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Netflix offers employees 1-year paid parental leave

Aug 05, 2015, 3:54 PM EDT
Reed Hastings, CEO and founder of Netflix, talks for the international press during the launch of Netflix in Colombia on September 9, 2011 in Bogota,Colombia.
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Netflix raised the bar for corporate benefits by offering employees 1-year paid parental leave. In a blog post, the video streaming company said parents could take off as much time as they wanted during the first year after a child's birth or adoption, reports Reuters. Parents can return to work part-time, full-time or return and then go back of work as needed, the company said. The change, which the company called an "unlimited" leave, will eliminate the need for employees to request state or disability pay because they will continue to be paid their regular salary.

“Netflix’s continued success hinges on us competing for and keeping the most talented individuals in their field,” Tawni Cranz, Netflix’s Chief Talent Officer, said in the post. “Experience shows people perform better at work when they’re not worrying about home.” The Netflix policy far exceeds typical such leave at large U.S. corporations. Compared to other developed countries, the United States lags behind in benefits it offers expecting parents. The U.S. Family and Medical Leave Act entitles employees to take up to 12 weeks of unpaid time off a year in the event of a birth, adoption or the arrival of a foster child.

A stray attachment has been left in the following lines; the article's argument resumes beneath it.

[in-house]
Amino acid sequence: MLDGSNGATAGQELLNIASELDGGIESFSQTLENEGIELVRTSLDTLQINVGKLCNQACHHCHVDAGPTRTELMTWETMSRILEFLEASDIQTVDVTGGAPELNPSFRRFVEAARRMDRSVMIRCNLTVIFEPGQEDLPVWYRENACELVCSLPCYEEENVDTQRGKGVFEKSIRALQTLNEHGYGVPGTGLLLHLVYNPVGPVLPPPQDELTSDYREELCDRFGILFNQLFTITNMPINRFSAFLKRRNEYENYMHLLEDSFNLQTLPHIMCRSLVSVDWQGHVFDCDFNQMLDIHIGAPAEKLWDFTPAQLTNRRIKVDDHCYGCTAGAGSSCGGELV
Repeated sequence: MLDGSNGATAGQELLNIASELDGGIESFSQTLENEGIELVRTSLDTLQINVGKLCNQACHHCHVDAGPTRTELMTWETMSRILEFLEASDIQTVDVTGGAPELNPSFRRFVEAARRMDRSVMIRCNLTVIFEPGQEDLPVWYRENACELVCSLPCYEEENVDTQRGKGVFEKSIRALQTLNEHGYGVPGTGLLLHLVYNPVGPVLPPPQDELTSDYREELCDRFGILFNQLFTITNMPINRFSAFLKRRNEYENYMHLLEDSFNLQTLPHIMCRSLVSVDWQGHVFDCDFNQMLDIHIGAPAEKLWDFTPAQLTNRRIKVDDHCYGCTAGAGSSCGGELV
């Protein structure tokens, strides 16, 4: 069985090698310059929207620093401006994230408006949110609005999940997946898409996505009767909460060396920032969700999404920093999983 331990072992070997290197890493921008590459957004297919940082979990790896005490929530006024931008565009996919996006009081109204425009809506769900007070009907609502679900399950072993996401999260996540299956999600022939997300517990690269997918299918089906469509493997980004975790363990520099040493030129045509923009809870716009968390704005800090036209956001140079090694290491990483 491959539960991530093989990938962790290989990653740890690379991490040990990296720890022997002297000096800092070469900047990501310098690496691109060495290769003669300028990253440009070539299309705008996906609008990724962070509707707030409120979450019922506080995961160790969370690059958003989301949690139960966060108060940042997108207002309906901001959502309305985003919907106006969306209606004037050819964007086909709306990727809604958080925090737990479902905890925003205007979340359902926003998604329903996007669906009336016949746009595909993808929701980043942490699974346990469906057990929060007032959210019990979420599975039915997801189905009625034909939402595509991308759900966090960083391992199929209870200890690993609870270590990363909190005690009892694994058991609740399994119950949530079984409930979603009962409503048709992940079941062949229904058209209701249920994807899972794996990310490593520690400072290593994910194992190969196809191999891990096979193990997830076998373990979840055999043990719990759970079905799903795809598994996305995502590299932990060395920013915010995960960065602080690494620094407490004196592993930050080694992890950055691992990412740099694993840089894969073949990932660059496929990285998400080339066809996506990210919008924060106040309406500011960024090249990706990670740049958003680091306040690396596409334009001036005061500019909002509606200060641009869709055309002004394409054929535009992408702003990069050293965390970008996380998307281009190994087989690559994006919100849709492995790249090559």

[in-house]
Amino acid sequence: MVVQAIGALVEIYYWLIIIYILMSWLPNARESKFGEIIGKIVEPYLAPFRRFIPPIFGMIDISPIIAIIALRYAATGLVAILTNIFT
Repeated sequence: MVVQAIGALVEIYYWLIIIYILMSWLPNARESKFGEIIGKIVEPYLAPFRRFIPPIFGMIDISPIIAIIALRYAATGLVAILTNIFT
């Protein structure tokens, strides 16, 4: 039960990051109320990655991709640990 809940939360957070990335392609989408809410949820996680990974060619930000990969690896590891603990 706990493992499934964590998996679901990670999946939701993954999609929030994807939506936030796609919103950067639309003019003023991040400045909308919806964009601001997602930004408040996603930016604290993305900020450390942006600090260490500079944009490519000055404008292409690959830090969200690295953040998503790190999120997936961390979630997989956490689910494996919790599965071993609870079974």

Microsoft on Wednesday announced that it, too, will expand parental benefits, writes the Wall Street Journal. Starting in November, new mothers will be able to take up to 20 weeks of paid leave, with additional time off in the two weeks before their due date, wrote Kathleen Hogan, the company’s human resources head, on a company blog. That time off includes 12 weeks of paid parental leave for new mothers or fathers as well as disability leave for birth mothers. Currently, mothers get eight weeks of paid disability leave and new mothers and fathers get 12 weeks of parental leave, of which four weeks are paid. 

Netflix may expect some logistical challenges ahead. Managers might not know how many employees they will have on hand during busy spells, said Bruce Elliott, SHRM’s manager of compensation and benefits, and might need to draw on resources from across the organization or cross-train employees on performing additional tasks to make it work.

 

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